The golden rules of SUP Yoga are a set of rules designed to make your time on the water as safe, enjoyable, and productive as possible.
Rule 1: Right Gear The first rule is to use the right gear, and the right board in particular makes a huge difference. Look for a yoga or a recreational board, at least, 10 feet long, that has a flat, padded deck, at least, 32 inches wide. I use the BIC Cross SUP and I can tell you, hands down, it's the best board for SUP yoga on the market. It's wide, it's flat, it's stable. It comes with an awesome, comfortable deck pad to work on. It also comes with a variety of deck attachment points, which not only lets you carry the gear on your board, but you easily can anchor your board during your session, which is super important to do.
It's also really important to have your leash with you, so you wear your leash while you paddle, and then transfer it to your paddle once you start to practice. That way your paddle won't float away from you.
Rule 2: Right Location The second golden rule is to choose the right location. SUP yoga is challenging enough on calm water, so you need to choose a location that is sheltered from the winds, the waves, and the boat traffic. So once you find your spot, make sure you anchor your board to keep it from drifting. This is not only going to keep you safe, but it'll allow you to focus on your practice without being distracted.
Rule 3: Warm Up The third golden rule is to warm up your muscles first. I like to get my heart rate up a little bit with a gentle 15-30 minute cruise around the water. This is also a really great time to tune into your breathing with every stroke.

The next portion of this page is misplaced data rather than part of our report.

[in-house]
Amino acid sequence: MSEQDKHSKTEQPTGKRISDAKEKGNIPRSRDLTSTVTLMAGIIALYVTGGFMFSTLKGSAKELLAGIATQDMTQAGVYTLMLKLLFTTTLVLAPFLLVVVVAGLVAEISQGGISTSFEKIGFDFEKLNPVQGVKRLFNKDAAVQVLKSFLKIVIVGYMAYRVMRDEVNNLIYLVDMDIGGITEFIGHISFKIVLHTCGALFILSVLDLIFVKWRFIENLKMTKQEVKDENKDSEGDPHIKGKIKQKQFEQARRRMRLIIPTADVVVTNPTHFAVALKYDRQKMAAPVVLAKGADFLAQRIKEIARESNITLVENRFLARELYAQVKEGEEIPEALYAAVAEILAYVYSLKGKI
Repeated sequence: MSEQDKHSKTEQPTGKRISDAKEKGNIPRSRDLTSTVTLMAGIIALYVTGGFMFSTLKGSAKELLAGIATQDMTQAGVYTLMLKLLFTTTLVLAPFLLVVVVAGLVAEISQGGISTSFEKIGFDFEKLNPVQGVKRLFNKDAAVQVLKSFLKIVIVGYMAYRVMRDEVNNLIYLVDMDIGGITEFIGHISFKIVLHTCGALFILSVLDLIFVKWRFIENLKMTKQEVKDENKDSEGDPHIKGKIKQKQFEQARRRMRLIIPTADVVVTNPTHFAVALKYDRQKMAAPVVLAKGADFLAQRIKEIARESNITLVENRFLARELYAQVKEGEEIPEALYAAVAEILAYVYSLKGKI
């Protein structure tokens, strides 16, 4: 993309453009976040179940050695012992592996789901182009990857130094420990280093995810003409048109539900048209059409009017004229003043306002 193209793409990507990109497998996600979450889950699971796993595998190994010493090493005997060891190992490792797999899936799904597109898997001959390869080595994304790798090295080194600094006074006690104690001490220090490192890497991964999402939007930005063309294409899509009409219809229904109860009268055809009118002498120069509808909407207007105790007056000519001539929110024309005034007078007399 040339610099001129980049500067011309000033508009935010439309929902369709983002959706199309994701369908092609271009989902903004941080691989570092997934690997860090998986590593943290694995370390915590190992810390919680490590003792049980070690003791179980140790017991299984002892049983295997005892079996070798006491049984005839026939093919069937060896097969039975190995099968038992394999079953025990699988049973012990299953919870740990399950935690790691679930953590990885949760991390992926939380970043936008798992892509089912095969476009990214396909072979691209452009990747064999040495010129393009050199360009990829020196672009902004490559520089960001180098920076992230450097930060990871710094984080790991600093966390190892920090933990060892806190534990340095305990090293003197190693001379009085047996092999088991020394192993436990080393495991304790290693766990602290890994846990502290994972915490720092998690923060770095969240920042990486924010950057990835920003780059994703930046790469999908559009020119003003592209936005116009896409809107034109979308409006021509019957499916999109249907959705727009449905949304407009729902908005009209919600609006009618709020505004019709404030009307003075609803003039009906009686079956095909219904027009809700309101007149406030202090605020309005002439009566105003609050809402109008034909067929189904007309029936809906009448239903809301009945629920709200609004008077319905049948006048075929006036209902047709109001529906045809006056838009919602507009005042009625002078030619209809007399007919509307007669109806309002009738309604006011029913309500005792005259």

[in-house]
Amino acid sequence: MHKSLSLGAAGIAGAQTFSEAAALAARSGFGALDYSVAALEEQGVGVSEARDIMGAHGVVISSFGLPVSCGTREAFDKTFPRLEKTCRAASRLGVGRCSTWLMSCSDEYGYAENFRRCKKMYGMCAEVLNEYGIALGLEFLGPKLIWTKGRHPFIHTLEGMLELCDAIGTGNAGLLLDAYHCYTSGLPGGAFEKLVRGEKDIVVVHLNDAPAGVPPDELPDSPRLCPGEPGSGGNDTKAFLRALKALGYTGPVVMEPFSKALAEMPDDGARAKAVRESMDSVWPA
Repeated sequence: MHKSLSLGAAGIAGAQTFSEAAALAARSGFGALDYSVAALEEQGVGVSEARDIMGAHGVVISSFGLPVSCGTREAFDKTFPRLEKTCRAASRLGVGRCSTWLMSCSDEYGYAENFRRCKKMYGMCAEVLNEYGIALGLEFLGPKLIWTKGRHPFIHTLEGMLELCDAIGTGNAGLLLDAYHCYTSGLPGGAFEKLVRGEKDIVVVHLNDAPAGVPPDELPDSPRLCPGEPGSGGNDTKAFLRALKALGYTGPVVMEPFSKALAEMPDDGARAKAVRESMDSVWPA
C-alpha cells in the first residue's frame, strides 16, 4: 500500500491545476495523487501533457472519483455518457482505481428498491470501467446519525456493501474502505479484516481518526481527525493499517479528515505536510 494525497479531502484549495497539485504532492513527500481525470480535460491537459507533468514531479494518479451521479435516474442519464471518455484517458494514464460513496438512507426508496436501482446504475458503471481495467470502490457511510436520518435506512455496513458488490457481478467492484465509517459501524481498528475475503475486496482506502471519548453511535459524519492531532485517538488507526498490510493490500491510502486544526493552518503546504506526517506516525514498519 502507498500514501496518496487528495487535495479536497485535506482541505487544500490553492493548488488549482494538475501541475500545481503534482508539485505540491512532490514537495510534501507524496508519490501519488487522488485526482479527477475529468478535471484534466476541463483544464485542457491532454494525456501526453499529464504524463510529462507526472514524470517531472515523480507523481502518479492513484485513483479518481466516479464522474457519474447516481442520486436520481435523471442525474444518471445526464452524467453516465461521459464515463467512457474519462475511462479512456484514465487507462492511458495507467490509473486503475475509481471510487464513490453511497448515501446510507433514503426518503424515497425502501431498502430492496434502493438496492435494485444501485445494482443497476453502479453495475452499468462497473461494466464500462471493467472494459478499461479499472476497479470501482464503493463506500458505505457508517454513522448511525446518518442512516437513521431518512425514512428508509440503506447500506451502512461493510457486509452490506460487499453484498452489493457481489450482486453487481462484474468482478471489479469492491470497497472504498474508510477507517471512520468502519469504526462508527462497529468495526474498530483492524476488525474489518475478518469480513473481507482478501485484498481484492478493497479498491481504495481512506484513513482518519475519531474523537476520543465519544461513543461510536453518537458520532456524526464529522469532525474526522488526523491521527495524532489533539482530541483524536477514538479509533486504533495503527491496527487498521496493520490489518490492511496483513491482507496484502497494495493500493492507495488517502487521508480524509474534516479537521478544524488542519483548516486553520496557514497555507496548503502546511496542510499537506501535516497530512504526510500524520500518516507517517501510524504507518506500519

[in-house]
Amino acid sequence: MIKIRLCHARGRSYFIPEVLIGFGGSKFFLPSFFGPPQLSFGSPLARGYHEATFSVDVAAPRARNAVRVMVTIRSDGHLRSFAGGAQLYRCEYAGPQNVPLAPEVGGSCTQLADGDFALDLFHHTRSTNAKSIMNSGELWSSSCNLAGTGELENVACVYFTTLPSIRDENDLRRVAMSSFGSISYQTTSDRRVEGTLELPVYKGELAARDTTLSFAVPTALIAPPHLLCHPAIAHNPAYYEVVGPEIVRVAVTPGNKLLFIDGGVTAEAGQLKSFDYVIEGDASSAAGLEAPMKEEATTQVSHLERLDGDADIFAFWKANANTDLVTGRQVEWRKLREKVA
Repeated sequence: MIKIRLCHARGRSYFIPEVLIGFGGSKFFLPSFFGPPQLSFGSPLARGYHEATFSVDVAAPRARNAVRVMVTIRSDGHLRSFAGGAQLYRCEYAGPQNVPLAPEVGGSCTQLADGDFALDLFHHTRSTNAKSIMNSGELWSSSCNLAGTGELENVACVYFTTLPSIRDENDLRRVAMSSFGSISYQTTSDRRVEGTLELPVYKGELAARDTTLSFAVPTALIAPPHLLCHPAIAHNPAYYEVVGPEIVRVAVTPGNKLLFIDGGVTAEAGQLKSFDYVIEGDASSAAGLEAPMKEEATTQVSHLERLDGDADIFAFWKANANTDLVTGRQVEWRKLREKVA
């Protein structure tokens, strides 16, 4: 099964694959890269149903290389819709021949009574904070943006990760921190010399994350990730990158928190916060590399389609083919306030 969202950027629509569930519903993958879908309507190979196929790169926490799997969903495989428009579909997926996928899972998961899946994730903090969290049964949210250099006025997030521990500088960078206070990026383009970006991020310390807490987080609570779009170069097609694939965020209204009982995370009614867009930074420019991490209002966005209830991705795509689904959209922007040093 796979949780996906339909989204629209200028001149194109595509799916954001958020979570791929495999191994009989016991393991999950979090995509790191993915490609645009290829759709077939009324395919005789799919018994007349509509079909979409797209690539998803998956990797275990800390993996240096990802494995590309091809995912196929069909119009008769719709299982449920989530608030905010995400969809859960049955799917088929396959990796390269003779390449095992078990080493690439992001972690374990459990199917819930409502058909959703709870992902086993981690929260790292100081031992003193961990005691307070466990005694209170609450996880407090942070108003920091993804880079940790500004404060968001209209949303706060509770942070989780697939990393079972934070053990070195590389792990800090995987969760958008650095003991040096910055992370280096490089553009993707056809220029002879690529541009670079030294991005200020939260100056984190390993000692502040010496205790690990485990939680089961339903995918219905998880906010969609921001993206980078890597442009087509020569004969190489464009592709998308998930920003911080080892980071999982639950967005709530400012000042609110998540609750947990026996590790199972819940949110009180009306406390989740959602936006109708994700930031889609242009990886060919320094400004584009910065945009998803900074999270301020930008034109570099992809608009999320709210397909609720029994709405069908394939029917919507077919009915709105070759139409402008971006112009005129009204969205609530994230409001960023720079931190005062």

Rule 4: Start Low & Slow The fourth golden rule is to start low and slow. I love that some of the easiest poses on land are a little bit more challenging out on the water. This brings fresh eyes to a new yoga platform. Start with poses that keep your center of gravity low to the board. Practice, be patient, progress will come.
Rule 5: Connect with Surroundings The fifth and final golden rule is to tune into your surroundings. One of the greatest things about SUP yoga is that it takes you into nature. So take time at the beginning and the end of your practice, and look around, connect with the space. Set an intention or offer a blessing that honors nature, and you as the guest.
So there you have it, the golden rules of SUP yoga. These rules will make the transition from the mat onto the water much more safe and easier. Until next time, I'm Julie Roach, and if you'd like more information on SUP yoga or fitness, you can visit my website: www.H2YOJulieRoach.com
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